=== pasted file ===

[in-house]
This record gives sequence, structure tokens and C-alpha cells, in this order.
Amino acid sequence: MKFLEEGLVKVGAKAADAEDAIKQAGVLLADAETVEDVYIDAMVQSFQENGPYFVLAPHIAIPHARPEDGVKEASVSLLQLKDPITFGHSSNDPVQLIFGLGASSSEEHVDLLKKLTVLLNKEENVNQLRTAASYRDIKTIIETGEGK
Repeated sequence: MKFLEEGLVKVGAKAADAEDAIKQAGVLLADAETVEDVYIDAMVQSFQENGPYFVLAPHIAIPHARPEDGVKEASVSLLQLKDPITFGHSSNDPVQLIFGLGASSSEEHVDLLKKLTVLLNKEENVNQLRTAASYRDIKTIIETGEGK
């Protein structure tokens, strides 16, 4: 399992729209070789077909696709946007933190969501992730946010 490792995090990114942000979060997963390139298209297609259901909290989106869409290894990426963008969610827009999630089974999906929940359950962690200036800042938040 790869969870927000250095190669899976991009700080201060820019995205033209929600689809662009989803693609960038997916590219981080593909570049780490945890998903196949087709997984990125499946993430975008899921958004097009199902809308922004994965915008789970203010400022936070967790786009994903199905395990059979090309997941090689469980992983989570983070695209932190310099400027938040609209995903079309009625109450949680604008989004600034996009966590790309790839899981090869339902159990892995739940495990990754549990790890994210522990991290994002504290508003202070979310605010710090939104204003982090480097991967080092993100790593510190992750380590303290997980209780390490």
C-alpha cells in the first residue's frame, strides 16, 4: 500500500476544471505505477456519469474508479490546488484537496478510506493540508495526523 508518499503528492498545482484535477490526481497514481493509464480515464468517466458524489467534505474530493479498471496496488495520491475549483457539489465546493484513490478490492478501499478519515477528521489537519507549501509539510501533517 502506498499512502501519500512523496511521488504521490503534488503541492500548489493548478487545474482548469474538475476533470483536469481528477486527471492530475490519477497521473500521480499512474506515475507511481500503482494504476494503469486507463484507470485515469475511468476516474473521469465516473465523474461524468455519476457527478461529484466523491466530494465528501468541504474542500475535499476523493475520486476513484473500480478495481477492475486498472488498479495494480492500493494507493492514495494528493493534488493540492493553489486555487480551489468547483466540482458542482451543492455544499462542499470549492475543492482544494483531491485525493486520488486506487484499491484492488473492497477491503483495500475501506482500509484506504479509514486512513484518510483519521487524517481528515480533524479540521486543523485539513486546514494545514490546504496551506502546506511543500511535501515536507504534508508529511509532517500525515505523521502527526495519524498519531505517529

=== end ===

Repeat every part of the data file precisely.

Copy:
[in-house]
This record gives sequence, structure tokens and C-alpha cells, in this order.
Amino acid sequence: MKFLEEGLVKVGAKAADAEDAIKQAGVLLADAETVEDVYIDAMVQSFQENGPYFVLAPHIAIPHARPEDGVKEASVSLLQLKDPITFGHSSNDPVQLIFGLGASSSEEHVDLLKKLTVLLNKEENVNQLRTAASYRDIKTIIETGEGK
Repeated sequence: MKFLEEGLVKVGAKAADAEDAIKQAGVLLADAETVEDVYIDAMVQSFQENGPYFVLAPHIAIPHARPEDGVKEASVSLLQLKDPITFGHSSNDPVQLIFGLGASSSEEHVDLLKKLTVLLNKEENVNQLRTAASYRDIKTIIETGEGK
């Protein structure tokens, strides 16, 4: 399992729209070789077909696709946007933190969501992730946010 490792995090990114942000979060997963390139298209297609259901909290989106869409290894990426963008969610827009999630089974999906929940359950962690200036800042938040 790869969870927000250095190669899976991009700080201060820019995205033209929600689809662009989803693609960038997916590219981080593909570049780490945890998903196949087709997984990125499946993430975008899921958004097009199902809308922004994965915008789970203010400022936070967790786009994903199905395990059979090309997941090689469980992983989570983070695209932190310099400027938040609209995903079309009625109450949680604008989004600034996009966590790309790839899981090869339902159990892995739940495990990754549990790890994210522990991290994002504290508003202070979310605010710090939104204003982090480097991967080092993100790593510190992750380590303290997980209780390490």
C-alpha cells in the first residue's frame, strides 16, 4: 500500500476544471505505477456519469474508479490546488484537496478510506493540508495526523 508518499503528492498545482484535477490526481497514481493509464480515464468517466458524489467534505474530493479498471496496488495520491475549483457539489465546493484513490478490492478501499478519515477528521489537519507549501509539510501533517 502506498499512502501519500512523496511521488504521490503534488503541492500548489493548478487545474482548469474538475476533470483536469481528477486527471492530475490519477497521473500521480499512474506515475507511481500503482494504476494503469486507463484507470485515469475511468476516474473521469465516473465523474461524468455519476457527478461529484466523491466530494465528501468541504474542500475535499476523493475520486476513484473500480478495481477492475486498472488498479495494480492500493494507493492514495494528493493534488493540492493553489486555487480551489468547483466540482458542482451543492455544499462542499470549492475543492482544494483531491485525493486520488486506487484499491484492488473492497477491503483495500475501506482500509484506504479509514486512513484518510483519521487524517481528515480533524479540521486543523485539513486546514494545514490546504496551506502546506511543500511535501515536507504534508508529511509532517500525515505523521502527526495519524498519531505517529